It is the contrast that fascinates him the most. Driving a 1929 Ford Model A can be fun, but driving a 1929 Duesenberg is a revelation. “They`re incredible compared to other cars from the same year,” he says, referring to the Duesenberg. “So far ahead of its time, refined and exciting. You have the same experience today when you drive a LeFerrari. The price is out of sight, but so is the performance and appeal of the car`s design. Each season, the team will select an old or broken car and repair/tune it for the show. However, just like humans, beauty is not everything. Peter loves to drive rare cars, but when the driving experience doesn`t live up to the promise of a car, the romance quickly fades.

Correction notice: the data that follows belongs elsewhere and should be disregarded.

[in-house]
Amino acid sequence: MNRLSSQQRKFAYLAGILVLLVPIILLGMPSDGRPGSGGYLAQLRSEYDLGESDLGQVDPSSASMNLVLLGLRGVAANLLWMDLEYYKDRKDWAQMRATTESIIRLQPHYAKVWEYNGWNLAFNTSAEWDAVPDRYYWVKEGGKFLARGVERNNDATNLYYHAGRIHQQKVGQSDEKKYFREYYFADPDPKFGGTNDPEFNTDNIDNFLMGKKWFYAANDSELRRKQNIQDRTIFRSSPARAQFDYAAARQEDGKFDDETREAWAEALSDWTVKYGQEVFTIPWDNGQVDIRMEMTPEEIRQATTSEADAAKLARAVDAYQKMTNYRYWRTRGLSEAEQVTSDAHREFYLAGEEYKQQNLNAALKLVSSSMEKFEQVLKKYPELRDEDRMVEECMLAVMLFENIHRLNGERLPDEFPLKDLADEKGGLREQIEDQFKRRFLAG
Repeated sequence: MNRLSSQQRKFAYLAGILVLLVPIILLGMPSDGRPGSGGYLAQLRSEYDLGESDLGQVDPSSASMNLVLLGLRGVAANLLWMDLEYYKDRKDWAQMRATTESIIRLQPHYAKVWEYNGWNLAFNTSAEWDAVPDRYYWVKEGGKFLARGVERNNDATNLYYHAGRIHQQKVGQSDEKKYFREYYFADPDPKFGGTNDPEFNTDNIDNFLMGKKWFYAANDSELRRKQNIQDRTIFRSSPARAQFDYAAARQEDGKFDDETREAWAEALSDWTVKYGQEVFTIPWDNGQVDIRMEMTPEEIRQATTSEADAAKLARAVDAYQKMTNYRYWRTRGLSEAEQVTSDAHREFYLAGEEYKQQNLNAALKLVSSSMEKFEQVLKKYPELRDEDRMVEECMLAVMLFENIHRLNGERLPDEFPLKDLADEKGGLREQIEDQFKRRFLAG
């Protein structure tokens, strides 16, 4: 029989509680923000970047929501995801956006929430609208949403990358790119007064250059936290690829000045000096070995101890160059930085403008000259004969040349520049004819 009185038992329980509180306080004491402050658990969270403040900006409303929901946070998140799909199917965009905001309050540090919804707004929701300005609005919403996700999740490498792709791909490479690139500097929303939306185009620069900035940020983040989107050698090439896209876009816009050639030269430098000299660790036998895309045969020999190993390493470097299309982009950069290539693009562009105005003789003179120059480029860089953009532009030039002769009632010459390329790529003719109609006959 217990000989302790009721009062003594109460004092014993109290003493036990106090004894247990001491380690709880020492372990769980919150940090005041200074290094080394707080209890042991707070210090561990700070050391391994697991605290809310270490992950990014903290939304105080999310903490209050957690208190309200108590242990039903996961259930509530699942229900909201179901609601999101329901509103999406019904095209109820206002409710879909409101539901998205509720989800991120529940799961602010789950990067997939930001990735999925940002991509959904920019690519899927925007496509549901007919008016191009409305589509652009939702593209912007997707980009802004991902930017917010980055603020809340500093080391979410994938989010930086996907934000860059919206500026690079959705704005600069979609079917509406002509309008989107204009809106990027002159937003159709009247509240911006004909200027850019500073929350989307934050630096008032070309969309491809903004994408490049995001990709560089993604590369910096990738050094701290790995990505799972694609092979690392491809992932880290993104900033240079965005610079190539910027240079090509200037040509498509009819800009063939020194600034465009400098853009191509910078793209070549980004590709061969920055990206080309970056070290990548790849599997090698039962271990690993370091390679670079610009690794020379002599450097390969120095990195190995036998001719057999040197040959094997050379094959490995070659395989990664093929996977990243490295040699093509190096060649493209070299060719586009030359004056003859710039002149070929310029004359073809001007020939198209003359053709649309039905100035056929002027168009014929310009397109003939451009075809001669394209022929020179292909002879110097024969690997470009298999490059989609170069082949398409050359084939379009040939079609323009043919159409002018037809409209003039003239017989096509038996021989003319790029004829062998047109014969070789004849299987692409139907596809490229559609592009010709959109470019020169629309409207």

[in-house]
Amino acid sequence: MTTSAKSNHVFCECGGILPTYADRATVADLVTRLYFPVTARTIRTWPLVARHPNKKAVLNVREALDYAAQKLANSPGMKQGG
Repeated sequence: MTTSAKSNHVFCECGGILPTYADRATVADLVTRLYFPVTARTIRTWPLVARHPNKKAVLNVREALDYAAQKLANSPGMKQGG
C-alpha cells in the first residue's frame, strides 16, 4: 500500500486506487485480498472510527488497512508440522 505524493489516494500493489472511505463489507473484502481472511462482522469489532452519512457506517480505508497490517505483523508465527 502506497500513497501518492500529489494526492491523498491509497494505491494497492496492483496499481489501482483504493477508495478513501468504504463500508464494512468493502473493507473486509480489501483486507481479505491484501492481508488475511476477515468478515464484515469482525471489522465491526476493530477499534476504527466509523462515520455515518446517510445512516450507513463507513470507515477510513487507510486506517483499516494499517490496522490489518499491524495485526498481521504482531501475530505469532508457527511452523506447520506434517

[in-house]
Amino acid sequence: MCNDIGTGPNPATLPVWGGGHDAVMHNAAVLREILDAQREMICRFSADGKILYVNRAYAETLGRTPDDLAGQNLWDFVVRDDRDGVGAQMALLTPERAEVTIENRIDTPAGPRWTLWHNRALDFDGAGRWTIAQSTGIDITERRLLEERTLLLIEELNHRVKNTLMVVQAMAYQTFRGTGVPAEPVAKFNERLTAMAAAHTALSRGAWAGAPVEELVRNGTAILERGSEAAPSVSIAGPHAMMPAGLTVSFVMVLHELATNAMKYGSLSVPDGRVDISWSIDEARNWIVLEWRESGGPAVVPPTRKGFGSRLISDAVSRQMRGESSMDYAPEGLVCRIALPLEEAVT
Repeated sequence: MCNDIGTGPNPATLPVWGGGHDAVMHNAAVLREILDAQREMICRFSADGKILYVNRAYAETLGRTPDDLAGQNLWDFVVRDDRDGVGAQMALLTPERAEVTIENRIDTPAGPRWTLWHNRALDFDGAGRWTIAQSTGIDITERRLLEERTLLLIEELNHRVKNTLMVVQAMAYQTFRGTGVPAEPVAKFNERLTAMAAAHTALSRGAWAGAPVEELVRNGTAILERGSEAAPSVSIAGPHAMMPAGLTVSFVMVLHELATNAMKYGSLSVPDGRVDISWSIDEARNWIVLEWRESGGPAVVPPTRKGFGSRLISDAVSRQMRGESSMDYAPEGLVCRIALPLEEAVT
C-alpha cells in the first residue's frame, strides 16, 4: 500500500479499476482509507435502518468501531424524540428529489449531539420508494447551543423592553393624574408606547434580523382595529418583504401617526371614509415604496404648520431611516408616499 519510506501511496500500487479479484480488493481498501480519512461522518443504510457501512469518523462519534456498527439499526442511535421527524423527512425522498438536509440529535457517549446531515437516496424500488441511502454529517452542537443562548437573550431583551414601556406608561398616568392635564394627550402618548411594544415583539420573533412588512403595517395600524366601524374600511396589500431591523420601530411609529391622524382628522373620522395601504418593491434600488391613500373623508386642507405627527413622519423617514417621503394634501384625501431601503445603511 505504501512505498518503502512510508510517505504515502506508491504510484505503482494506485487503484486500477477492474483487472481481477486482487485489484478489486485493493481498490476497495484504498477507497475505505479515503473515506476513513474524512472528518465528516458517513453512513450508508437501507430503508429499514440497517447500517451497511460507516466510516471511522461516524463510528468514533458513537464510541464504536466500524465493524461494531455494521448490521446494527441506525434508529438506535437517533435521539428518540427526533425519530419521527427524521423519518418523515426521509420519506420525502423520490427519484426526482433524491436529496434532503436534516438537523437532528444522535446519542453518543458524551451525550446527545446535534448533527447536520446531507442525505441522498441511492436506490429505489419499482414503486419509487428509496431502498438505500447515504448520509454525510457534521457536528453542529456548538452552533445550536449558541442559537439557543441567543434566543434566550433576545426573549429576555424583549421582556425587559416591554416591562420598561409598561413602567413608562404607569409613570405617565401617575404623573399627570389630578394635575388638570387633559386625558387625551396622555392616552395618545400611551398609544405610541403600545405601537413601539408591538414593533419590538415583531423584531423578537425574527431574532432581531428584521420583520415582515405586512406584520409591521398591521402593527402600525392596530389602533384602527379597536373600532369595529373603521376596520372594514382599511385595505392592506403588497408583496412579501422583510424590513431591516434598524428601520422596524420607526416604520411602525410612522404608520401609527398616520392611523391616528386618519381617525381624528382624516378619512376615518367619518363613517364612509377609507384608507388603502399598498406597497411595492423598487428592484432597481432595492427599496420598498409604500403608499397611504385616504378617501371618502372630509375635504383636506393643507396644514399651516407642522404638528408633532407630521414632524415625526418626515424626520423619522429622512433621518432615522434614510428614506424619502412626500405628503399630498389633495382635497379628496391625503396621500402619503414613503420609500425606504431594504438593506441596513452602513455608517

This can happen even with cars that, at first glance, seem to offer exaggerated exuberance. Like an Aston-Martin DB4GT that Peter bought and then showed off on his TV show. A beautiful vehicle, but the driving experience did not meet his expectations. Each episode of the TV series focuses on one or two vehicles like episode 1 of season 1 while they are informed of a 37 Packard in episode 4 of season 2, where they help a young man with a serious illness realize his dream of owning a replica of the legendary 68 Mustang GT from the movie Bullitt. Maybe there`s no formula that can be used when it comes to these wonderful machines, and there`s no computer application that can set a price and make a buying or selling decision. But Peter Klutt is getting close. From 2002 to 2008, the co-host of Klutts was automotive journalist and racing announcer Tom Hnatiw, who was responsible for the phrase “Do you need such a car? No. Do you want a car like that??? He was followed in 2009 by television personality Michelle Jobin, best known as Global News` weather anchor. Jobin`s successor from 2011 to 2012 was actress Marni Van.